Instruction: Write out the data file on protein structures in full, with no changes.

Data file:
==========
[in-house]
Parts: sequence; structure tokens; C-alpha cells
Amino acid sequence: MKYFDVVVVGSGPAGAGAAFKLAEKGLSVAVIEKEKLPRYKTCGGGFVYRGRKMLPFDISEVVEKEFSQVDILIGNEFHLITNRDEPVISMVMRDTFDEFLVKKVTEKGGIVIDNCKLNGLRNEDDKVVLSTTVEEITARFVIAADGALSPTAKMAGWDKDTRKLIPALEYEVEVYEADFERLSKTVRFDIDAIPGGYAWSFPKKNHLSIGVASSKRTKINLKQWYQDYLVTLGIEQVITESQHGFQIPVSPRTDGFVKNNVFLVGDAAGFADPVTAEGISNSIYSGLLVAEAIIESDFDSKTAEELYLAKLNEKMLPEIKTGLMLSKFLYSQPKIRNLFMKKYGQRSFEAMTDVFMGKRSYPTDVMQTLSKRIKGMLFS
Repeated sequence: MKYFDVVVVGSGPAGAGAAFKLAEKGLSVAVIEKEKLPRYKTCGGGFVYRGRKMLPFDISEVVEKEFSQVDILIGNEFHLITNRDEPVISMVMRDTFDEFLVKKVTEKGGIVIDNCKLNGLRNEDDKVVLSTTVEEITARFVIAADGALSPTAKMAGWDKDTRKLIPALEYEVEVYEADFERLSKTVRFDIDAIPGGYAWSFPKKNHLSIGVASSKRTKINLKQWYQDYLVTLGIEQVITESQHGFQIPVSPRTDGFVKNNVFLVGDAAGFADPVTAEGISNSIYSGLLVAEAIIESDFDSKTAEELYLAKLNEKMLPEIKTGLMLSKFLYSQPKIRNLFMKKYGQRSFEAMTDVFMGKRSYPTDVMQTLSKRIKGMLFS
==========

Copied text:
[in-house]
Parts: sequence; structure tokens; C-alpha cells
Amino acid sequence: MKYFDVVVVGSGPAGAGAAFKLAEKGLSVAVIEKEKLPRYKTCGGGFVYRGRKMLPFDISEVVEKEFSQVDILIGNEFHLITNRDEPVISMVMRDTFDEFLVKKVTEKGGIVIDNCKLNGLRNEDDKVVLSTTVEEITARFVIAADGALSPTAKMAGWDKDTRKLIPALEYEVEVYEADFERLSKTVRFDIDAIPGGYAWSFPKKNHLSIGVASSKRTKINLKQWYQDYLVTLGIEQVITESQHGFQIPVSPRTDGFVKNNVFLVGDAAGFADPVTAEGISNSIYSGLLVAEAIIESDFDSKTAEELYLAKLNEKMLPEIKTGLMLSKFLYSQPKIRNLFMKKYGQRSFEAMTDVFMGKRSYPTDVMQTLSKRIKGMLFS
Repeated sequence: MKYFDVVVVGSGPAGAGAAFKLAEKGLSVAVIEKEKLPRYKTCGGGFVYRGRKMLPFDISEVVEKEFSQVDILIGNEFHLITNRDEPVISMVMRDTFDEFLVKKVTEKGGIVIDNCKLNGLRNEDDKVVLSTTVEEITARFVIAADGALSPTAKMAGWDKDTRKLIPALEYEVEVYEADFERLSKTVRFDIDAIPGGYAWSFPKKNHLSIGVASSKRTKINLKQWYQDYLVTLGIEQVITESQHGFQIPVSPRTDGFVKNNVFLVGDAAGFADPVTAEGISNSIYSGLLVAEAIIESDFDSKTAEELYLAKLNEKMLPEIKTGLMLSKFLYSQPKIRNLFMKKYGQRSFEAMTDVFMGKRSYPTDVMQTLSKRIKGMLFS